First of all, the Metro interface looks amazing. It is very light, clean and simple. The user experience is a result of the developer’s abilities to follow those three golden principles: light, clean and simple. But we all know that the Windows interface won’t always look so clean and elegant. It’s no fault of Microsoft’s, but after a few days of use, the Windows desktop will pretty much look the same as your desktop today: tons of icons, files and media with only God knowing where to find what. Today it’s easier to find something, as icons are small. But with the new Windows 8 interface, the icons are a little larger, so there’s a finite number of things you can fit on the desktop.
It’s a little odd that Microsoft settled on that name. Microsoft Marketplace would sound much less similar to, ah, that other app store belonging to You Know Who©. But the Windows Store is a great step forward for Microsoft. With the Metro interface it gives us really intuitive and simple access to thousands of apps – by genre, type, popularity, etc. And, as some of us know from using iOS and Android, this is quite a handy approach.
Improved task manager
Microsoft has actually managed to make it easier to work in Windows. Those who have just started using Windows won’t see all unnecessary stuff on the desktop, such as non-active apps, status messages, etc., and instead only will see the apps that are running or are not responding. If you are an experienced user, you can always configure the layout to show you more details on what’s been going on in the background. And, finally, if you want to kill a running app you just right click, then choose “close” and it’s gone. You won’t see any panicking windows with “Are you sure?!” –
New password types
Let’s face it—most of us are lazy. And when an expert tells you that a password made up of your cats’ names is not safe and something like “@_E#23$Ssdcnlse_ws@#$dnkj23” would be much more secure, most of us usually stick with option number one. (I bet 5 bucks that you are not using option number two, right? That’s what I thought.) Microsoft’s effort to bring new password and authentication mechanisms to Windows 8 is a big step in the right direction for helping users avoid weak passwords.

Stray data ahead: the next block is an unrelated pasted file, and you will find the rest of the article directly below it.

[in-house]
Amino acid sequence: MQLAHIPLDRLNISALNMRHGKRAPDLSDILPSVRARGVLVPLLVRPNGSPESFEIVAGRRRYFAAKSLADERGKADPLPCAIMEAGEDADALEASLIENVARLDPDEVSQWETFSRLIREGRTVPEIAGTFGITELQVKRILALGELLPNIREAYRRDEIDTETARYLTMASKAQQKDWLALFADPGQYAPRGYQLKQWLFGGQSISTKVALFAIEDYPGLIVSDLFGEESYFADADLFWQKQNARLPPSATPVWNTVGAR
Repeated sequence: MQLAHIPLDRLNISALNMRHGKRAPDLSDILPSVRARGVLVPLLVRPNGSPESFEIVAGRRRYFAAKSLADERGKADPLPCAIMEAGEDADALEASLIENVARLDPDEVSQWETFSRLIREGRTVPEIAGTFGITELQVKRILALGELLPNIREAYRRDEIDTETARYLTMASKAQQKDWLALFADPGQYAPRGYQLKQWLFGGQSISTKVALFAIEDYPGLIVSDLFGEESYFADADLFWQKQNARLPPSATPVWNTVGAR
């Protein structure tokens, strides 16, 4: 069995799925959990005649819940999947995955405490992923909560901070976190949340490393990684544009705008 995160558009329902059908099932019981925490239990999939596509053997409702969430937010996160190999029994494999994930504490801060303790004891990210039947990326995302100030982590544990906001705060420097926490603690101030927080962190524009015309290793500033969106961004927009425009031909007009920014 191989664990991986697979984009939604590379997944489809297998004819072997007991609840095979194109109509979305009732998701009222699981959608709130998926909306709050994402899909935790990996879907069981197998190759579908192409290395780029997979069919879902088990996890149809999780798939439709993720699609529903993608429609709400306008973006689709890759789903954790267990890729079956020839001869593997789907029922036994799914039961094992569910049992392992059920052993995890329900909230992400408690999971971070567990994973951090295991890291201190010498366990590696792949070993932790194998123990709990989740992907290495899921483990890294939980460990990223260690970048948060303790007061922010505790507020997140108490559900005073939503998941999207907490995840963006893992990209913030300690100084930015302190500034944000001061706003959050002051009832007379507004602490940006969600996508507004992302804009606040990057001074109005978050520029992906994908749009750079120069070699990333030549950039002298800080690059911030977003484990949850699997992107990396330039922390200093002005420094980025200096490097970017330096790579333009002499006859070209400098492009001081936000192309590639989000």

The Metro interface was designed for multi-touch displays. When you try to work it with your mouse it’s not always that easy and intuitive. On your tablet or smartphone you just make a swipe with your fingers and get to a different window or program. If you do the same with your mouse-pointer nothing good will come of it.
Questionable usability of Metro apps data
Metro apps are informative, but that’s not necessarily the best news. First off, developers are limited in terms of amount of data that can be shown on the icon. Usually it’s 1-2 lines of text. When you have about 40 apps on your metro desktop running, you won’t see that much info, to be honest. Second, the human brain is not that attentive. Even that limited amount of info in every icon can be too much to take in one setting. Trying to find info from one specific app on a full Metro desktop is a tall order.
Remember when you were opening two files on the same screen comparing the contents of both? Well, forget about that in Windows 8. You cannot do that the way you were used to. The only way you can perform this operation with Metro apps is to drag the file within the working area and let the app crunch it on the side of the screen. In most cases it’s not useful at all.
Full screen, all the time
Full-screen by default is annoying. Yes, when you launch Internet Explorer, for instance, it starts in full-screen mode and you can do nothing to change that, but get used to it and appreciate it. This is not something everybody is going to love at first sight, and it will take some getting used to.